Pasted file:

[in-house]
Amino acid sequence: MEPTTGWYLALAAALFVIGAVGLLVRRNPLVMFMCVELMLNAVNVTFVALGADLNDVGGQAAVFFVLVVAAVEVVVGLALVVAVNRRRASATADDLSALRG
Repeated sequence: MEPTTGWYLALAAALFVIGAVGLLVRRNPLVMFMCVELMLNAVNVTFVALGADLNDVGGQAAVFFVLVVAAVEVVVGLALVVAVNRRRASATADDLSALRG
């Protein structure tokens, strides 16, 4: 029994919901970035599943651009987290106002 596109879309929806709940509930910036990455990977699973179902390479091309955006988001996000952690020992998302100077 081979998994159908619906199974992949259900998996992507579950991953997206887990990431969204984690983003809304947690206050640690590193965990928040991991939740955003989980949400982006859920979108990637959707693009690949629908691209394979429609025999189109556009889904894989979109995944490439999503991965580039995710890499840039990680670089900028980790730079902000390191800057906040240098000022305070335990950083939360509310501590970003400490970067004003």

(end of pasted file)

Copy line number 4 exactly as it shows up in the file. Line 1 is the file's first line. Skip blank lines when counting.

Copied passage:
């Protein structure tokens, strides 16, 4: 029994919901970035599943651009987290106002 596109879309929806709940509930910036990455990977699973179902390479091309955006988001996000952690020992998302100077 081979998994159908619906199974992949259900998996992507579950991953997206887990990431969204984690983003809304947690206050640690590193965990928040991991939740955003989980949400982006859920979108990637959707693009690949629908691209394979429609025999189109556009889904894989979109995944490439999503991965580039995710890499840039990680670089900028980790730079902000390191800057906040240098000022305070335990950083939360509310501590970003400490970067004003």